With my car in the driveway every day (because I spent all of my meager budget on the very first day), I had plenty of time to visit.  Drive-bys, walkers and the mailman became my new friends.  I showed them my pile of weeds, my mulch, my petunias, my recovered patio chairs and my soul.

What did I learn about company?  That they sometimes look like they want to get away.


The breeder dog with undiagnosed Asperger's syndrome had the place to himself most days and now has to deal with me. This is traumatic for him and he doesn't know what to do other than lift his leg and pee on everything.  Then he goes and sits in the corner for doggie time out because he knows he's a little turd on a big chopping block.

What did I learn from Wrigley?  That a dog from the shelter that's been marked down to a sale price is not a good deal.

For Sabbatical Week #2 I have plans to paint the bathroom, craft some macaroni necklaces for Mother's Day and and tool some leather.

And if nothing happens by Sabbatical Week #3?  This turd and I are getting in the car and driving to Denver for a lookie loo.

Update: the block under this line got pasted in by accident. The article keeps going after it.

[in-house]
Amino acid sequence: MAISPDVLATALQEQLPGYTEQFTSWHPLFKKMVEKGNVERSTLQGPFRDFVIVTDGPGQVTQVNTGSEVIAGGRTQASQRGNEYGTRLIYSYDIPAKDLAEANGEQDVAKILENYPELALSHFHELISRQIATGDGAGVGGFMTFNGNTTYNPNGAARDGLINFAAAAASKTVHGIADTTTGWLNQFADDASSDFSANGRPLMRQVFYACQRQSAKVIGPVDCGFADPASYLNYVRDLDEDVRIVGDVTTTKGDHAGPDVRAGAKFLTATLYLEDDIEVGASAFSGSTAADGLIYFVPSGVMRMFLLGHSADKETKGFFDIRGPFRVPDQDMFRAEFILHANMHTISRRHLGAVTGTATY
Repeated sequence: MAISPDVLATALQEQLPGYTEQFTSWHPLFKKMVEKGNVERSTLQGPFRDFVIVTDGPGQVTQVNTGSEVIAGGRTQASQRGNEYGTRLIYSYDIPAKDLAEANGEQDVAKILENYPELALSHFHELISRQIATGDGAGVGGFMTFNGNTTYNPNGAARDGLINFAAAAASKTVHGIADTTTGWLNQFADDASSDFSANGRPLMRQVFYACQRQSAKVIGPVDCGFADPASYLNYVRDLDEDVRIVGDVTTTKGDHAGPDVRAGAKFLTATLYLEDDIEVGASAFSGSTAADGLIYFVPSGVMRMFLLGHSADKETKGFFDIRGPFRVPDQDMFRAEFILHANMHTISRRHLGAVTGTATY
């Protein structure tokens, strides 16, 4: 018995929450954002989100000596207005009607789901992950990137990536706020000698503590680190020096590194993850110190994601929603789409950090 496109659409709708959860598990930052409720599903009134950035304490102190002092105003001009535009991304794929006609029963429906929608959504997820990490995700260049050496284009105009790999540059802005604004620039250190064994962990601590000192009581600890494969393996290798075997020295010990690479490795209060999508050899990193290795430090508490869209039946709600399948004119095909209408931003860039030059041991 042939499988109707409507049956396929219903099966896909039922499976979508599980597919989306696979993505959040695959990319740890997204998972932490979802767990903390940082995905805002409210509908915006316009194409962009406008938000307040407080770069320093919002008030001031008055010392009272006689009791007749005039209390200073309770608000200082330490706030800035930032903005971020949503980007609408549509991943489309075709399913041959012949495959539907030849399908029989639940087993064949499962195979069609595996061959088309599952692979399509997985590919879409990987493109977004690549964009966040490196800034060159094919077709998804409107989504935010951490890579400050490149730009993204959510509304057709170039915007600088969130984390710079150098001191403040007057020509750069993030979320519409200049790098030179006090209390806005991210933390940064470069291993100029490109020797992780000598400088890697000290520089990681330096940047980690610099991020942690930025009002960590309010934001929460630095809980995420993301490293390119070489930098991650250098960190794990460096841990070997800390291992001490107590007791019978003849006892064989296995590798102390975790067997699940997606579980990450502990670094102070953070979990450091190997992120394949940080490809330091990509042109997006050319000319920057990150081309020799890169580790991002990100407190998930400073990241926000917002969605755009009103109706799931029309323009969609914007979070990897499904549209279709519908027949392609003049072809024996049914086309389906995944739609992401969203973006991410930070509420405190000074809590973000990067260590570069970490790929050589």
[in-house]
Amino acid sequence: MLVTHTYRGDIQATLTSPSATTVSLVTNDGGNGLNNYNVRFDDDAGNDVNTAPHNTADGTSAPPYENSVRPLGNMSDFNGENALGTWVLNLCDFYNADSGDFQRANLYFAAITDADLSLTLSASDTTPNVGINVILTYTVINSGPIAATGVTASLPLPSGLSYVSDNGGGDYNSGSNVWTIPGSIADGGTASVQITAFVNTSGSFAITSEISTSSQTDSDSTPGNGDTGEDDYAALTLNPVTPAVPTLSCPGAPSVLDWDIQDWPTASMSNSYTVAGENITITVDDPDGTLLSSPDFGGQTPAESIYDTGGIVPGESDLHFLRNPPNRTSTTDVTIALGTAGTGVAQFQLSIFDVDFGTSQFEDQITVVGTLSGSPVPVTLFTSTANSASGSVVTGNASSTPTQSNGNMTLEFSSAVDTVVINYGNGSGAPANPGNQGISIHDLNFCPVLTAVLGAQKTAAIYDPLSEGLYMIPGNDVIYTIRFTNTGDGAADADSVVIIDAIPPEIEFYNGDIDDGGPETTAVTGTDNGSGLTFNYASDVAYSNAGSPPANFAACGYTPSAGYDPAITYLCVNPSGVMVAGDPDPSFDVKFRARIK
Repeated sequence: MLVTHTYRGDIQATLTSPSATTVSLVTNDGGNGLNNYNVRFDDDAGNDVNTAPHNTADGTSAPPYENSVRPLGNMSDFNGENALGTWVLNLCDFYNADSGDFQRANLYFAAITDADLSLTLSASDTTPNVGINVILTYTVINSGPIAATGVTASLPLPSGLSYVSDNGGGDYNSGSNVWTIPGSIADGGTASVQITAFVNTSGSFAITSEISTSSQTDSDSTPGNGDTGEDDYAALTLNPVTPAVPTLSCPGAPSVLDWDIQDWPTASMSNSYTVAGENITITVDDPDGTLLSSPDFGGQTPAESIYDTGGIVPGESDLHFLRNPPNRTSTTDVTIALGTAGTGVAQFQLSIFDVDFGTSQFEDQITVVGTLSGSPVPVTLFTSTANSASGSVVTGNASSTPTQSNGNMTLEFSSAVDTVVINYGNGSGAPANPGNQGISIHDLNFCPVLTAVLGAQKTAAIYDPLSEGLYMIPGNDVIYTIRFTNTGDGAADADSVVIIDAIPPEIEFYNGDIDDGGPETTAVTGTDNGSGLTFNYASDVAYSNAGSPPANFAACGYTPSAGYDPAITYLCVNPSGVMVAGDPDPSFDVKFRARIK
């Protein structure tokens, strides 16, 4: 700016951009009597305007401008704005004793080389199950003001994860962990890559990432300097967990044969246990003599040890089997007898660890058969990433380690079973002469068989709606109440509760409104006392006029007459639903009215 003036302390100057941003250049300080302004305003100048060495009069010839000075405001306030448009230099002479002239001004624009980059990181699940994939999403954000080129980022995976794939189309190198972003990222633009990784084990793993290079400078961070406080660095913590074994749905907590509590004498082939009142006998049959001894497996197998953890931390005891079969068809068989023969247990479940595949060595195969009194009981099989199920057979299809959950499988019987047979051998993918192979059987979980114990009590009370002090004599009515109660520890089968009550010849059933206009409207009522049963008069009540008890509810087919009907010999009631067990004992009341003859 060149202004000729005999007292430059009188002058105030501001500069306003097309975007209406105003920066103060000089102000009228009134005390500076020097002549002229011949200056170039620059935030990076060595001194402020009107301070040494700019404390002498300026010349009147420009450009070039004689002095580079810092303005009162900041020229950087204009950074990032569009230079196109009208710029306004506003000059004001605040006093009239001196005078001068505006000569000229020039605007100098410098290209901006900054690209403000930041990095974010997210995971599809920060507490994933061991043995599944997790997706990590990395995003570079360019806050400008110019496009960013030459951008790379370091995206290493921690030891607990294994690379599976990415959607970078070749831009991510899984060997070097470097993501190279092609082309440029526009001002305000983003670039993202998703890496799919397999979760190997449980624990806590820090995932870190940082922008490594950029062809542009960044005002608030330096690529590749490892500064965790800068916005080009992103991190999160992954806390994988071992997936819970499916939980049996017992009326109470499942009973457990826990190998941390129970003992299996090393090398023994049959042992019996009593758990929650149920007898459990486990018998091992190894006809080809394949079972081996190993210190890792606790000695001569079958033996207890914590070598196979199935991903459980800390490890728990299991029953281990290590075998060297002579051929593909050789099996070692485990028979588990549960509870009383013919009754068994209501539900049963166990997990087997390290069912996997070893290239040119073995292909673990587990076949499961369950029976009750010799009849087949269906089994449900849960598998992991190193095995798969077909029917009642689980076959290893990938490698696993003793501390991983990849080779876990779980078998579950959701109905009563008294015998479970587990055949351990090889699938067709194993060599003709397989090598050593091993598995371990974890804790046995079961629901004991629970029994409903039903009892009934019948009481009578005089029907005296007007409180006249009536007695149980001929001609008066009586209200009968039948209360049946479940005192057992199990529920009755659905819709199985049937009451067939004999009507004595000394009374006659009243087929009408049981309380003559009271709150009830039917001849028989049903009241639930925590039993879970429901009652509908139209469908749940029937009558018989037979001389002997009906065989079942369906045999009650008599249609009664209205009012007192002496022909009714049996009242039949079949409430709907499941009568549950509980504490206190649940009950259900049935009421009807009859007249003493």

Monday, April 20, 2015


The Big Daddy and I are deepdeepdeep into our annual landscaping and garden beautification process.  To date, we have hauled home more than forty bags of mulch.  I am using it for the beds in the front of the house.  He is using it on the back for a project that will one day make the cover of Better Homes & Gardens.  If it doesn't kill us first.

Every weekend is mulch buying, mulch loading, mulch unloading, mulch bag dragging to here and there, mulch spreading and then more mulch calculations.  "Well, don't you wish you'd just ordered it by the truck and had it delivered?" Mom said when I told her our weekend project.  "Well yeah but we don't want to pay the delivery charge. We'd rather be mules for the Mulch Cartel every Saturday until we collapse our stinking, dirty selves onto the couch by 8:00."

This Saturday had bouts of pouring rain, steady rain or threatening rain.  When the rain had slowed down we went on a mulch run at a nursery center.  This particular one happens to be the only one in town to carry the kind we want for the back path Mark dug, and so we bought and loaded ten more bags.  No shopping around we agreed.  We'd only get the mulch and then go on our other errand.